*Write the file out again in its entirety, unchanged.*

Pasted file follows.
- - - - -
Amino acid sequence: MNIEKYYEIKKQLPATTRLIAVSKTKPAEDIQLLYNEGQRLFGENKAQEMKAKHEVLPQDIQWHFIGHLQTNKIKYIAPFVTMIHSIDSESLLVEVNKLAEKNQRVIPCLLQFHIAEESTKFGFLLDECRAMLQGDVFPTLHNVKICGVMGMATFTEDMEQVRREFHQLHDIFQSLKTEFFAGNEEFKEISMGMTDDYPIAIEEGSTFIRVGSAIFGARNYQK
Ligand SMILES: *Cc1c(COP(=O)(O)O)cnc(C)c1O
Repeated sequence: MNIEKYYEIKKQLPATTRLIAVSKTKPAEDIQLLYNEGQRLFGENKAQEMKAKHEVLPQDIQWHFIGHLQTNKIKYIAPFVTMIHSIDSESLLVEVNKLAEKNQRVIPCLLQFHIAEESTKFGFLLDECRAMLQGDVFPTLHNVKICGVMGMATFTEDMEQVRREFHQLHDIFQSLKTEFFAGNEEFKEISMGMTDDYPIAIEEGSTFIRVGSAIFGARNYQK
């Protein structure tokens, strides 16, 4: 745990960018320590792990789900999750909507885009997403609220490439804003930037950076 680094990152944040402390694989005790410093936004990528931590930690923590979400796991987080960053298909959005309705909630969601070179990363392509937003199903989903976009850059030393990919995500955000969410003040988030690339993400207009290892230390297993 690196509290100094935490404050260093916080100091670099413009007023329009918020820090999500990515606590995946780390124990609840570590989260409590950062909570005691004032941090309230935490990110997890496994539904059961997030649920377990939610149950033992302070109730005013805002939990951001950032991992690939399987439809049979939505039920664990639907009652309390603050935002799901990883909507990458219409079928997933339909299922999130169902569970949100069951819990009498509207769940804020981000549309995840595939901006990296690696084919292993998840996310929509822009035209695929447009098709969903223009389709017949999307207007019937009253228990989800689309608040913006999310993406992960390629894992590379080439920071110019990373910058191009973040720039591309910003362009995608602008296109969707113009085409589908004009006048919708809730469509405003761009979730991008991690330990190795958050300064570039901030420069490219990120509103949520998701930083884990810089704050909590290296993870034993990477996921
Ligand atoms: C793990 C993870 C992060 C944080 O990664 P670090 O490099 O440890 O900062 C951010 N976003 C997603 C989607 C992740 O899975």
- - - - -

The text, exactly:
Amino acid sequence: MNIEKYYEIKKQLPATTRLIAVSKTKPAEDIQLLYNEGQRLFGENKAQEMKAKHEVLPQDIQWHFIGHLQTNKIKYIAPFVTMIHSIDSESLLVEVNKLAEKNQRVIPCLLQFHIAEESTKFGFLLDECRAMLQGDVFPTLHNVKICGVMGMATFTEDMEQVRREFHQLHDIFQSLKTEFFAGNEEFKEISMGMTDDYPIAIEEGSTFIRVGSAIFGARNYQK
Ligand SMILES: *Cc1c(COP(=O)(O)O)cnc(C)c1O
Repeated sequence: MNIEKYYEIKKQLPATTRLIAVSKTKPAEDIQLLYNEGQRLFGENKAQEMKAKHEVLPQDIQWHFIGHLQTNKIKYIAPFVTMIHSIDSESLLVEVNKLAEKNQRVIPCLLQFHIAEESTKFGFLLDECRAMLQGDVFPTLHNVKICGVMGMATFTEDMEQVRREFHQLHDIFQSLKTEFFAGNEEFKEISMGMTDDYPIAIEEGSTFIRVGSAIFGARNYQK
């Protein structure tokens, strides 16, 4: 745990960018320590792990789900999750909507885009997403609220490439804003930037950076 680094990152944040402390694989005790410093936004990528931590930690923590979400796991987080960053298909959005309705909630969601070179990363392509937003199903989903976009850059030393990919995500955000969410003040988030690339993400207009290892230390297993 690196509290100094935490404050260093916080100091670099413009007023329009918020820090999500990515606590995946780390124990609840570590989260409590950062909570005691004032941090309230935490990110997890496994539904059961997030649920377990939610149950033992302070109730005013805002939990951001950032991992690939399987439809049979939505039920664990639907009652309390603050935002799901990883909507990458219409079928997933339909299922999130169902569970949100069951819990009498509207769940804020981000549309995840595939901006990296690696084919292993998840996310929509822009035209695929447009098709969903223009389709017949999307207007019937009253228990989800689309608040913006999310993406992960390629894992590379080439920071110019990373910058191009973040720039591309910003362009995608602008296109969707113009085409589908004009006048919708809730469509405003761009979730991008991690330990190795958050300064570039901030420069490219990120509103949520998701930083884990810089704050909590290296993870034993990477996921
Ligand atoms: C793990 C993870 C992060 C944080 O990664 P670090 O490099 O440890 O900062 C951010 N976003 C997603 C989607 C992740 O899975």